Zeeman and Tesco linked to problematic conditions in Indian spinning mills

Shutterstock.com

Several large companies, including Carrefour, Ikea, Tesco and Zeeman, have been mentioned in a report denouncing poor working conditions in Indian spinning mills.

 

False promises

The Centre for Research on Multinational Corporation(SOMO) and human rights organisation Arisa have concluded that the living and working conditions in the textile industry in the Indian state of Tamil Nadu are appalling. Workers are allegedly recruited with false promises and are housed in hostels, largely cut off from the outside world. "In the worst cases, this is comparable to forced labour", says SOMO researcher Pauline Overeem.

 

The researchers found direct and indirect links between the spinning mills and ten international companies: Carrefour, Gap, Ikea, Marc O'Polo, Next, Sainsbury's, Tesco, The Cookie Company Group, WE Fashion, and Zeeman. "Purchasing companies must take measures to prevent forced labour and factor in the risk of forced labour in their purchase practice," says the report.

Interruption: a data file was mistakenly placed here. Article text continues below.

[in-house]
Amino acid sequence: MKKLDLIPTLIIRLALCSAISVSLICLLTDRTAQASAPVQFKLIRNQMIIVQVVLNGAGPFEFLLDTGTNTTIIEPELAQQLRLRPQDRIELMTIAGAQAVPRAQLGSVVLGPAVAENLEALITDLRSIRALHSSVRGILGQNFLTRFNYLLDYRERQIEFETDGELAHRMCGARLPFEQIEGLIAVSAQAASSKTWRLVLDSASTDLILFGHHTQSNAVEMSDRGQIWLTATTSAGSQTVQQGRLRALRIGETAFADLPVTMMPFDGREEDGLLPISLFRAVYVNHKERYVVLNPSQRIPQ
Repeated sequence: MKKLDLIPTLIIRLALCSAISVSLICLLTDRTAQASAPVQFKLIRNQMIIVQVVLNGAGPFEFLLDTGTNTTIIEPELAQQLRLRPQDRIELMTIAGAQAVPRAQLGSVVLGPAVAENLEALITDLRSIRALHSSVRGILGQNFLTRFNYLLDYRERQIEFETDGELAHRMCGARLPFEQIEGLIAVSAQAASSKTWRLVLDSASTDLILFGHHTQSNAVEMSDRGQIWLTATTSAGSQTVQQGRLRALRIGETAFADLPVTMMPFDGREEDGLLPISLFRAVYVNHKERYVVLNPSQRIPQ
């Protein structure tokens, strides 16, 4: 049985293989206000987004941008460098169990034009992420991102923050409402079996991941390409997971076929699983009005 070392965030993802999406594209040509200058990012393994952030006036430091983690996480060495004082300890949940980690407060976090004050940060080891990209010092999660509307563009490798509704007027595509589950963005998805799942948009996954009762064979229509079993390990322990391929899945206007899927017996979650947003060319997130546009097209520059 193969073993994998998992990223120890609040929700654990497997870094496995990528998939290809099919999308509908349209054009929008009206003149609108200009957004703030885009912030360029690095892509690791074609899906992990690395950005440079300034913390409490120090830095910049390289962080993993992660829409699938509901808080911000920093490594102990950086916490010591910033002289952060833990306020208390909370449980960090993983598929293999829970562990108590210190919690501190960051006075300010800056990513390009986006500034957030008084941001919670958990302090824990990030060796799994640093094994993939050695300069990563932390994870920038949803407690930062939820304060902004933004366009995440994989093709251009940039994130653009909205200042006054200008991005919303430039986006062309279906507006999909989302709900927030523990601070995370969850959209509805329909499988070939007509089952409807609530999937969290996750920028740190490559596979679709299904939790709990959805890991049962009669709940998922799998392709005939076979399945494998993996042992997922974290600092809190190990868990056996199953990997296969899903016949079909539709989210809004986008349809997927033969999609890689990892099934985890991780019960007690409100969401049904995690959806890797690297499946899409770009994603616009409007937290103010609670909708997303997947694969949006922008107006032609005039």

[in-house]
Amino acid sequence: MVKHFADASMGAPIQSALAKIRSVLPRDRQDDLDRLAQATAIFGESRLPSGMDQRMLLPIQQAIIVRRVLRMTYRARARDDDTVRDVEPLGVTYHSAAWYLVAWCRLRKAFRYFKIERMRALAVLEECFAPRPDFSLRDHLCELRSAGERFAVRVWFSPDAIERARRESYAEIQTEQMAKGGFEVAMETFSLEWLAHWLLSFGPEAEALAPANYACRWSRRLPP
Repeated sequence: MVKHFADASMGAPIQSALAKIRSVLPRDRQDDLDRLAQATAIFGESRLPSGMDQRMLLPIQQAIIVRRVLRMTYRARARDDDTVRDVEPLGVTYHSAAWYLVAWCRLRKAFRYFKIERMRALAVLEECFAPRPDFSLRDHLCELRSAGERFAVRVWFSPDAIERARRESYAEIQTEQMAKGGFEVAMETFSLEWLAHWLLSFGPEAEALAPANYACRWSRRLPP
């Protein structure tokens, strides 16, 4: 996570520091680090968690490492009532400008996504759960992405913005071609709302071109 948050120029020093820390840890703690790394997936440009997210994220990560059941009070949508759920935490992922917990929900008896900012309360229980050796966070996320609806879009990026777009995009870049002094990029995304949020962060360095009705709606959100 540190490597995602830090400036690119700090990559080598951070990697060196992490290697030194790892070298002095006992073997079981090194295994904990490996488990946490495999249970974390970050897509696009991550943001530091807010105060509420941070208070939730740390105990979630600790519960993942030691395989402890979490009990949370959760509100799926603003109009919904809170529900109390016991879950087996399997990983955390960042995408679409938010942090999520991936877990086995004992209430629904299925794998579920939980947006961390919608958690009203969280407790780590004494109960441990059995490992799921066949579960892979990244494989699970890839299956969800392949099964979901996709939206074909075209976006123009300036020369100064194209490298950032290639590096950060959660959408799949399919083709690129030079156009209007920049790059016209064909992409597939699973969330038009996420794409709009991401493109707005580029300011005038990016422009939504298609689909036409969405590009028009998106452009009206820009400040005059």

Tesco pleads guilty

A number of the companies mentioned have meanwhile taken action. According to FashionUnited, Zeeman has ended its collaboration in Tamil Nadu, while WE Fashion is currently investigating its trading relationship with the spinning mills. Tesco too has admitted the discovery of malpractice in one of the factories it has links with in the region, reports The Guardian.

 

At Tesco, there are "critical issues" with wages and benefits and verbal harassment of workers. "While not a direct customer of this mill, we recognise our responsibility to everyone in our supply chain and are working alongside other brands and with Somo to investigate and ensure improvements are made," said a spokesperson for the British supermarket chain.